Let $f[0,3] \to \mathbb{R}$ be increasing such that $f(1)<f(2)$. Is there $a \in [1,2]$ and $c$ s.t $f(a+t)-f(a-t) \geq ct$ when $t \in [0,1]$?

Here is the question.

Let $$f[0,3] \to \mathbb{R}$$ be monotone increasing such that $$f(1). Is it true that there is $$a \in [1,2]$$ and $$c>0$$ such that $$f(a+t)-f(a-t) \geq ct$$ for all $$t \in [0,1]$$?

I think this statement is true if $$f$$ is discontinuous on $$[1,2]$$. If $$f$$ has a point of discontinuity on $$[1,2]$$, it suffices to take the point as $$a$$. Then $$f(a+t)-f(a-t)$$ has a positive difference for any $$t$$ sufficiently small which we can let it be $$c$$. Then as $$t$$ increases, $$f(a+t)-f(a-t)\ge c \ge ct$$ since $$t \in [0,1]$$.

I just have no idea how to begin for the case where $$f$$ is continuous in the region $$[1,2]$$. I'm thinking so far that $$f$$ is continuous on a compact set $$\iff$$ $$f$$ is uniformly continuous. Since $$f(1), there must be some point where the function increases. I'm thinking to choose this point as $$a$$, but I don't know how to show that $$\frac{f(a+t)-f(a-t)}{t} \geq c$$.

Hints appreicated.

• Oh right, c must be strictly greater than 0. Yeah monotone increasing in this sense is $a>b \implies f(a) \geq f(b)$, where the inequality isn't strict May 2, 2020 at 10:13

Hint:

Suppose $$f$$ it not only continuos but also absolutely continuos. Then there exists $$F \in L^1([1,2])$$ such that for all $$x,y \in [1,2]$$:

$$f(x)-f(y)=\int_y^x F(t)dt$$

Thus, we have:

$$\frac{f(a+t)-f(a-t)}{2t}=\frac{\int_{a-t}^{a+t} F(z)dz}{2t}$$

and so for a.e. $$a \in [1,2]$$

$$\lim\limits_{t \to 0} \frac{f(a+t)-f(a-t)}{2t}=\lim\limits_{t \to 0}\frac{\int_{a-t}^{a+t} F(z)dz}{2t}=F(a)$$

If it was $$F(a)=0$$ for all such $$a$$ then we would have $$f$$ costant in $$[1,2]$$ which is not possible. Thus there exists $$a \in [1,2]$$ with the property we want, i.e. $$\lim\limits_{t \to 0} \frac{f(a+t)-f(a-t)}{2t}>0$$.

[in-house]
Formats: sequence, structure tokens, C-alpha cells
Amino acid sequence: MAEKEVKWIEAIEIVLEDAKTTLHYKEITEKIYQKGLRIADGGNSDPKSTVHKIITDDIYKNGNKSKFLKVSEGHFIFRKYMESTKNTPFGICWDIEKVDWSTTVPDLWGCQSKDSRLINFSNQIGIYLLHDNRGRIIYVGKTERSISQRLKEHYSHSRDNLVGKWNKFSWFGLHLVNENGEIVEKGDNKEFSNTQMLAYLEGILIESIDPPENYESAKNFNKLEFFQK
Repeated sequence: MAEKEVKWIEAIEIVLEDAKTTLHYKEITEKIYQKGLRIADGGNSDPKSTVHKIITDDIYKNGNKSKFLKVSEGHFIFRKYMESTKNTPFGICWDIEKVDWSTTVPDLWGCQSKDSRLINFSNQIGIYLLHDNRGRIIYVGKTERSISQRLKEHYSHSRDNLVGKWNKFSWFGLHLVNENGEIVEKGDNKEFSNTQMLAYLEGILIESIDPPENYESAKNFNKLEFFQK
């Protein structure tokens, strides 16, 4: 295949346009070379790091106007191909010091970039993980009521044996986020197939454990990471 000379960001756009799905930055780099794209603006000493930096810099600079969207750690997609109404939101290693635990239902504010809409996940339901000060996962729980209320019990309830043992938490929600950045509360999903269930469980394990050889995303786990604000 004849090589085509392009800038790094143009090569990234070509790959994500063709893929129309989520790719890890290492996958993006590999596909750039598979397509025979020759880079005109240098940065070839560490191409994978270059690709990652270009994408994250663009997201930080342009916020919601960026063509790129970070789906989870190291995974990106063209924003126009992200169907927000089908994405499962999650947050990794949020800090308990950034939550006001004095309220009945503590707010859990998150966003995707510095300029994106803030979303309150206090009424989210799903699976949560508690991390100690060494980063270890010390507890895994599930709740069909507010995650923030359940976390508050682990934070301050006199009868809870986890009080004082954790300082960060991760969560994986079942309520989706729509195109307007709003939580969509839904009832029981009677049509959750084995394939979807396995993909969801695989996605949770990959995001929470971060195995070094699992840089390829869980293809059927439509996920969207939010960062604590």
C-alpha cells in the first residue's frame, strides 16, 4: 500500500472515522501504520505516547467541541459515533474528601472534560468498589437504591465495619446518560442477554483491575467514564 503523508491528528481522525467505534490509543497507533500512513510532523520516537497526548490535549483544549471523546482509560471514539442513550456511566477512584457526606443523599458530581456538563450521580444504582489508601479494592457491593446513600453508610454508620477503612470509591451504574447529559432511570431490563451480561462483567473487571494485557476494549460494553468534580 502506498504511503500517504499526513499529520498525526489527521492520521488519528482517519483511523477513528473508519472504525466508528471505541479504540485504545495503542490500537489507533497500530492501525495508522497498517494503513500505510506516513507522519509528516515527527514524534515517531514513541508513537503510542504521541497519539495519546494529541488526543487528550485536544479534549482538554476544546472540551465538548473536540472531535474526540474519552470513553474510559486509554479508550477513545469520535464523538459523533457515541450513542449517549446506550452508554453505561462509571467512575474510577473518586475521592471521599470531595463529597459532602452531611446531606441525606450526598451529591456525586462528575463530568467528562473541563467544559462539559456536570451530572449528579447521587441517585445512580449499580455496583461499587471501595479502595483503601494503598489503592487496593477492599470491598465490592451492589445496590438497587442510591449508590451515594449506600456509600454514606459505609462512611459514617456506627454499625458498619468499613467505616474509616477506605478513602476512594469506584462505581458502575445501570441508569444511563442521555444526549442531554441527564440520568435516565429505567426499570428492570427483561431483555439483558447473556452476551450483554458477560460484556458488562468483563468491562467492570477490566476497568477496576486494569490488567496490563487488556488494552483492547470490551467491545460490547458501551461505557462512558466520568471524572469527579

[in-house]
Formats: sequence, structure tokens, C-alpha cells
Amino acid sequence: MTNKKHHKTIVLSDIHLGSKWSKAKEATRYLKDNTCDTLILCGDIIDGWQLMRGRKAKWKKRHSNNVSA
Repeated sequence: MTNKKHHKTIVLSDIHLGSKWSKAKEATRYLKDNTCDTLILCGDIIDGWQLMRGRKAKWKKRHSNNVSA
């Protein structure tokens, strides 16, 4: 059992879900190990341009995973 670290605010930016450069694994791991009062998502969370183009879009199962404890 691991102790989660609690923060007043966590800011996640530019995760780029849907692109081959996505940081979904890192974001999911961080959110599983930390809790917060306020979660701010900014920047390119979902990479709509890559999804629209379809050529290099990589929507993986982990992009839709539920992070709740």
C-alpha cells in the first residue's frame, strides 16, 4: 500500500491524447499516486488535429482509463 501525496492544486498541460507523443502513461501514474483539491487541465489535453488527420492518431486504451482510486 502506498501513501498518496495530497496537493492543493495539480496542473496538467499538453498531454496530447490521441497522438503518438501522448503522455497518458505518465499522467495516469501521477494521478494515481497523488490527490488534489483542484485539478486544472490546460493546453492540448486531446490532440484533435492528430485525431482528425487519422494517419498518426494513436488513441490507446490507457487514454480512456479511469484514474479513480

It remains to study the case (more general) when $$f$$ it is not absolutely continuos.

• Sorry, I haven't learnt what is a Lebesgue point is. I'm hoping for a solution someone taking a course in real analysis can understand. May 2, 2020 at 10:39
• @HagenvonEitzen I was wrong, so I edited the answer. Thank you so much for the remark. May 2, 2020 at 12:32

Let $$u=\sup\{\,x\mid f(x)\le f(1)\,\}$$, $$v=\inf\{\,x\mid f(x)\ge f(2)\,\}$$. If $$u=v$$, then $$a=u$$ and $$c=f(2)-f(1)$$ works. Hence assume $$u. Then we can replace $$f$$ with $$\tilde f(x)=f(\tfrac{x-u}{v-u}+1),$$ which is defied (at least) on $$[0,3]$$, is monotone increasing, and for all $$x\in (1,2)$$, we have $$\tilde f(1)<\tilde f(x)<\tilde f(2)$$. If we can find $$\tilde a$$ and $$\tilde c$$ for this $$\tilde f$$, we can readily turn this into a valid $$a$$ and $$c$$ for our original $$f$$. Concretely, $$a=(v-u)(\tilde a-1)+u$$ and $$c=\min\{\tilde c,\frac{f(2)-f(1)}{2(v-u)}\}$$ work, where the min makes sure that this is fine for $$0\le t\le v-u$$ as well as for $$v-u\le t\le 1$$.

Therefore, we assume from now on that $$f(1) for all $$x\in(1,2)$$, in particular for $$x=\frac 32$$.

Let $$c= \min\left\{\frac {f(2)-f(1)}3, f(2)-f(\tfrac32),f(\tfrac32)-f(1)\right\}>0.$$